Lifetime highs: Markets on fire as recovery gains pace

November 10, 2020 5:15 AM

The Hang Seng and Jakarta Composite have lost 7.3% and 16.2% respectively during this time. As an asset class, Indian equities have underperformed gold, which is up 29.08% in dollar terms.

Moreover, India is now way more expensive than its historical valuation with the Nifty currently trading at a shade under 20 times estimated FY22 earnings.Moreover, India is now way more expensive than its historical valuation with the Nifty currently trading at a shade under 20 times estimated FY22 earnings.

By Urvashi Valecha

Indian benchmark indices hit a lifetime high on Monday buoyed by strong global momentum and improving domestic economic data. Surpassing their January highs, the Nifty soared 197.5 points or 1.61% to close at 12,461.05 while the Sensex surged 704.37 points to end the session at 42,597.43.

Nonetheless, dollar returns from the Nifty are a negative 1.4% since January while the MSCI EM Index is now up by 5.54%. The Shanghai Composite has gained 17.01% while the Kospi and Taiwan TAIEX have gained 15%. The Hang Seng and Jakarta Composite have lost 7.3% and 16.2% respectively during this time. As an asset class, Indian equities have underperformed gold, which is up 29.08% in dollar terms.

Moreover, India is now way more expensive than its historical valuation with the Nifty currently trading at a shade under 20 times estimated FY22 earnings.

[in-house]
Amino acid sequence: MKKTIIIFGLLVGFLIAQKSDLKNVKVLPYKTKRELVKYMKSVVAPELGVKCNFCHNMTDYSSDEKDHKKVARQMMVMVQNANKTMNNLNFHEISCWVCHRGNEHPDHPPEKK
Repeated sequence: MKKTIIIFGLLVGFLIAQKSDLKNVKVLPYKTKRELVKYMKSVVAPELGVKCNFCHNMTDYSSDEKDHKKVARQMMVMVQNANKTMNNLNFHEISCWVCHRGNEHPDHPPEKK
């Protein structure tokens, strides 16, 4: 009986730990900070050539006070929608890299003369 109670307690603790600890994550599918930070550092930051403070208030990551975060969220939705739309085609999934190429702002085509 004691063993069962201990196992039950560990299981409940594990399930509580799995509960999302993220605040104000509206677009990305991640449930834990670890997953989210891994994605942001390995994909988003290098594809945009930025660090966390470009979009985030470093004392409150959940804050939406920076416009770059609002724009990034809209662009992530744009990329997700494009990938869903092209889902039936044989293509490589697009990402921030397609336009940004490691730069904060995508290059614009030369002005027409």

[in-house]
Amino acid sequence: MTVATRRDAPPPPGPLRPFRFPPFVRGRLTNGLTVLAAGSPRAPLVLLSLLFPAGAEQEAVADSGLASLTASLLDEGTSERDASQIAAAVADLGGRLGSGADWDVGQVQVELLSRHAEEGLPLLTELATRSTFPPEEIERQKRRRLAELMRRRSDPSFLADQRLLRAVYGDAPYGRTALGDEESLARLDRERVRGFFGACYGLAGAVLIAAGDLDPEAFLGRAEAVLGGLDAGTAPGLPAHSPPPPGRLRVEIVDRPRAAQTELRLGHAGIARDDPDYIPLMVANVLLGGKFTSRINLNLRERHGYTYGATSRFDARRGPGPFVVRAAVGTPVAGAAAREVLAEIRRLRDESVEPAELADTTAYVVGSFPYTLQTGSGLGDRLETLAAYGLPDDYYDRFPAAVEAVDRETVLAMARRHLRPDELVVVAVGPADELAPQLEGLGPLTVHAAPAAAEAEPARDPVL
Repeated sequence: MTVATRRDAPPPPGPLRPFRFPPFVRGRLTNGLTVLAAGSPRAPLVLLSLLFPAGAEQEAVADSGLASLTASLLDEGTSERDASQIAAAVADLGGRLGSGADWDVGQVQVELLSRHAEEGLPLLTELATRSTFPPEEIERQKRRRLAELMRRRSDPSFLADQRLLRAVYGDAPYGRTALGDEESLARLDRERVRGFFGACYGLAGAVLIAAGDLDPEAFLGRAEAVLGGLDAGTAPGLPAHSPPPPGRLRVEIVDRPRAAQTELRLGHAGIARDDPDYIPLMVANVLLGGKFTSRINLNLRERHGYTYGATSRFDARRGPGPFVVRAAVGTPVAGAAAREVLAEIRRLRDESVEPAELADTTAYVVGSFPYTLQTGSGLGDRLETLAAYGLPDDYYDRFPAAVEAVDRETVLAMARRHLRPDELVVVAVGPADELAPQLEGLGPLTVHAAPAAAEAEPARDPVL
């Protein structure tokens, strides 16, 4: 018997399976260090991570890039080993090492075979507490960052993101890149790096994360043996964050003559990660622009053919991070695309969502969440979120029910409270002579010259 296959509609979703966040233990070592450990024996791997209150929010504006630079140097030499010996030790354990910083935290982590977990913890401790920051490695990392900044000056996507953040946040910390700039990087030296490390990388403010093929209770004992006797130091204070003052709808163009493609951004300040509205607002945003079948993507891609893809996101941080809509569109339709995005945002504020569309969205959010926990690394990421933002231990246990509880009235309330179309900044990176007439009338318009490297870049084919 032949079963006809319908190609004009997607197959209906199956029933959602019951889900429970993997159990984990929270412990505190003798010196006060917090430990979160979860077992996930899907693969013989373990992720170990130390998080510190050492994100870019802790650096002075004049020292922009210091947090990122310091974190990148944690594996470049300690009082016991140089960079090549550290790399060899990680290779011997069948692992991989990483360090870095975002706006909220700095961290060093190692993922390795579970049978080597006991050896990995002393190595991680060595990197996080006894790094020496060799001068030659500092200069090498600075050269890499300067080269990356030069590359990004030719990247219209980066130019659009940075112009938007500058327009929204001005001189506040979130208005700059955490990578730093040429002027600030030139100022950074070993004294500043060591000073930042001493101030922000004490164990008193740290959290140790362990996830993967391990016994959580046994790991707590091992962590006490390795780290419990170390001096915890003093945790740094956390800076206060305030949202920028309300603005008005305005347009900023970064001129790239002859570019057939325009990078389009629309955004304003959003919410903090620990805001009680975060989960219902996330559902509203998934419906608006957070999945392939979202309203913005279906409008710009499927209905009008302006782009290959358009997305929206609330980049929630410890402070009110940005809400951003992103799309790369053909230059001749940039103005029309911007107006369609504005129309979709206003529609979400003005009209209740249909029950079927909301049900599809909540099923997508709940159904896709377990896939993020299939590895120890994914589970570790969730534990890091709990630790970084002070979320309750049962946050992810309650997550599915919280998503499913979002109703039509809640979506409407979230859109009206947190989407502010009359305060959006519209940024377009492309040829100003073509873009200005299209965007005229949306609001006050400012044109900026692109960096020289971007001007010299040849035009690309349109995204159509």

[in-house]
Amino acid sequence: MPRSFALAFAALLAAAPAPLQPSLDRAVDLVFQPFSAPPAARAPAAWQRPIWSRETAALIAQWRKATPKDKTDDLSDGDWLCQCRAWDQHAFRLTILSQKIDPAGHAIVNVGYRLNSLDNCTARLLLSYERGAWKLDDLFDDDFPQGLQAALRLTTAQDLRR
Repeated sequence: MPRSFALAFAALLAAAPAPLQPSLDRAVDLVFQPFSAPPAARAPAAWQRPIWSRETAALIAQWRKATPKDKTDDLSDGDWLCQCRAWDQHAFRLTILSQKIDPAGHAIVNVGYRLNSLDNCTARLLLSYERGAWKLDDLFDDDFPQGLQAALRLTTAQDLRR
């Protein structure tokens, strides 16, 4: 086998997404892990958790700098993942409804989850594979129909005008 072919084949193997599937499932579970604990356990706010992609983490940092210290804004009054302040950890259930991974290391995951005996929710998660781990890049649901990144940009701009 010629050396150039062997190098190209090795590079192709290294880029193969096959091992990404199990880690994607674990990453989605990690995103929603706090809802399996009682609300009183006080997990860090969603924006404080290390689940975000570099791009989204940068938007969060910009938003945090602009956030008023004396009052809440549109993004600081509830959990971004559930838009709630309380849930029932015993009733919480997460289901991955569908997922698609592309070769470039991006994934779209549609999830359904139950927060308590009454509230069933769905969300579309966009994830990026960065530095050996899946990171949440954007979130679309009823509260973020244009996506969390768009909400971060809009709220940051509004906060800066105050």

Strategists at Kotak Institutional Equities observed that while the outlook for the markets is positive due to several factors, including a positive surprise in Q2FY21 earnings, full valuations leave little room for complacency.
The focus, they noted, will be on economic and earnings recovery. “In our view, stock prices largely factor the ongoing recovery in economic activity post the ‘unlock’ phases. The reward-risk balance is less favourable post the sharp run-up in stock prices but economic recovery and low global and domestic bond yields may support valuations,” they wrote.

Foreign portfolio investors (FPIs) have been buyers in 2020 with net inflows hitting $8.5 billion since January; in March they had pulled out $8.3 billion. Domestic institutional investors buyers in have pumped in Rs 37,326 crore since January though they have been sellers in the last three months. The Nifty Bank was up by as much as 2.7% on Monday but it is still about 18% below its all-time highs. Investors believed banks would be among the most-affected sectors owing to loan moratoriums and the economic stress but post the September quarter earnings the outlook has changed.

Jefferies wrote that the US election driven trends could imply that Indian IT stocks could gain traction and that cyclical stocks, including banks, might lag. “We believe that such a rotation could be tactical in the Indian context and not a long-term trend. As the Indian economy’s growth picks up pace, banks would become a good proxy on India’s growth recovery theme,” the brokerage observed.”

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